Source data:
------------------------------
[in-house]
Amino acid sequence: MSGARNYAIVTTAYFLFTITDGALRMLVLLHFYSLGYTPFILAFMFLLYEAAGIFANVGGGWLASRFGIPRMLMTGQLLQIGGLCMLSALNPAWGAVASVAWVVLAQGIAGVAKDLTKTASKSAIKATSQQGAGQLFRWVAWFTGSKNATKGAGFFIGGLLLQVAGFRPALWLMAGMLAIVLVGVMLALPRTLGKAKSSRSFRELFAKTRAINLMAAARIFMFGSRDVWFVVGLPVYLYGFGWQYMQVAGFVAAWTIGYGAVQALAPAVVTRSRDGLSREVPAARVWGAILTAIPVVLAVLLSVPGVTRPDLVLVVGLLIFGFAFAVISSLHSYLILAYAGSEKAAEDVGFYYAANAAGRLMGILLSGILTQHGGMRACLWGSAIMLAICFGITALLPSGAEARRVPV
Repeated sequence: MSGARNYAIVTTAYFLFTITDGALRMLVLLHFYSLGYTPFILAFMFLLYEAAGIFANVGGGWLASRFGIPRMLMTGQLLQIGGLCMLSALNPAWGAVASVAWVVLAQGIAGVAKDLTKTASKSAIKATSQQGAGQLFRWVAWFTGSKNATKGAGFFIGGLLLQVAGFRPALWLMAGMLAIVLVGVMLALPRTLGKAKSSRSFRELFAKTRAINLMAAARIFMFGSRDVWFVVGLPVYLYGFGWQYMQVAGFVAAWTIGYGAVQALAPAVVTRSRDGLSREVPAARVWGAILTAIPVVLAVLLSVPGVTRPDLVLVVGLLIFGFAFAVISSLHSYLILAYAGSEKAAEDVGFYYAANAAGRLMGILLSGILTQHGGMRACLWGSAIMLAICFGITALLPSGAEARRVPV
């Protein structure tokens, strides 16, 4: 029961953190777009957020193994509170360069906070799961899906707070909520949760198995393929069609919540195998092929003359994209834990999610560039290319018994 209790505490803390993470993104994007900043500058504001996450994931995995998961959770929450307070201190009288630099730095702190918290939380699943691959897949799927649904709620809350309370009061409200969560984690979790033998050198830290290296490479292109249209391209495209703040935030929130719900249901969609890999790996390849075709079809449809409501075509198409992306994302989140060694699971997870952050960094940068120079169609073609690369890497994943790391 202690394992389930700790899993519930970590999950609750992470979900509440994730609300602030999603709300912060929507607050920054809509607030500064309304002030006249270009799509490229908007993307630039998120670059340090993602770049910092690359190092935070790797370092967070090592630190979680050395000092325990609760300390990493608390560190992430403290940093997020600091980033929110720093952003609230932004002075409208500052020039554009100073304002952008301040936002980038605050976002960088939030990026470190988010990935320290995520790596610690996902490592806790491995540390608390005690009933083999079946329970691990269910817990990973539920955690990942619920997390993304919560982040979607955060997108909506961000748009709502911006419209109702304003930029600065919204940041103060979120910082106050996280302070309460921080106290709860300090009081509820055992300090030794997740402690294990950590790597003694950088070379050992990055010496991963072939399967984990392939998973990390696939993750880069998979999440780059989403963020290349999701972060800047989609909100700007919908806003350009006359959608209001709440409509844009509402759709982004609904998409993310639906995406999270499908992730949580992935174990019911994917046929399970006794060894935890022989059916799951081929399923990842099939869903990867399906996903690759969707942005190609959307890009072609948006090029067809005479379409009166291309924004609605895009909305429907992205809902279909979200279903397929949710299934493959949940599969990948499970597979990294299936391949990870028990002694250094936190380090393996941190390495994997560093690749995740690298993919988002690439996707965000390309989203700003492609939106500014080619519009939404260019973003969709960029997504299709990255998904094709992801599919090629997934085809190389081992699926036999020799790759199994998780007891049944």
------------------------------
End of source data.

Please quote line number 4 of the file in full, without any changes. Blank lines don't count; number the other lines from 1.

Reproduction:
């Protein structure tokens, strides 16, 4: 029961953190777009957020193994509170360069906070799961899906707070909520949760198995393929069609919540195998092929003359994209834990999610560039290319018994 209790505490803390993470993104994007900043500058504001996450994931995995998961959770929450307070201190009288630099730095702190918290939380699943691959897949799927649904709620809350309370009061409200969560984690979790033998050198830290290296490479292109249209391209495209703040935030929130719900249901969609890999790996390849075709079809449809409501075509198409992306994302989140060694699971997870952050960094940068120079169609073609690369890497994943790391 202690394992389930700790899993519930970590999950609750992470979900509440994730609300602030999603709300912060929507607050920054809509607030500064309304002030006249270009799509490229908007993307630039998120670059340090993602770049910092690359190092935070790797370092967070090592630190979680050395000092325990609760300390990493608390560190992430403290940093997020600091980033929110720093952003609230932004002075409208500052020039554009100073304002952008301040936002980038605050976002960088939030990026470190988010990935320290995520790596610690996902490592806790491995540390608390005690009933083999079946329970691990269910817990990973539920955690990942619920997390993304919560982040979607955060997108909506961000748009709502911006419209109702304003930029600065919204940041103060979120910082106050996280302070309460921080106290709860300090009081509820055992300090030794997740402690294990950590790597003694950088070379050992990055010496991963072939399967984990392939998973990390696939993750880069998979999440780059989403963020290349999701972060800047989609909100700007919908806003350009006359959608209001709440409509844009509402759709982004609904998409993310639906995406999270499908992730949580992935174990019911994917046929399970006794060894935890022989059916799951081929399923990842099939869903990867399906996903690759969707942005190609959307890009072609948006090029067809005479379409009166291309924004609605895009909305429907992205809902279909979200279903397929949710299934493959949940599969990948499970597979990294299936391949990870028990002694250094936190380090393996941190390495994997560093690749995740690298993919988002690439996707965000390309989203700003492609939106500014080619519009939404260019973003969709960029997504299709990255998904094709992801599919090629997934085809190389081992699926036999020799790759199994998780007891049944």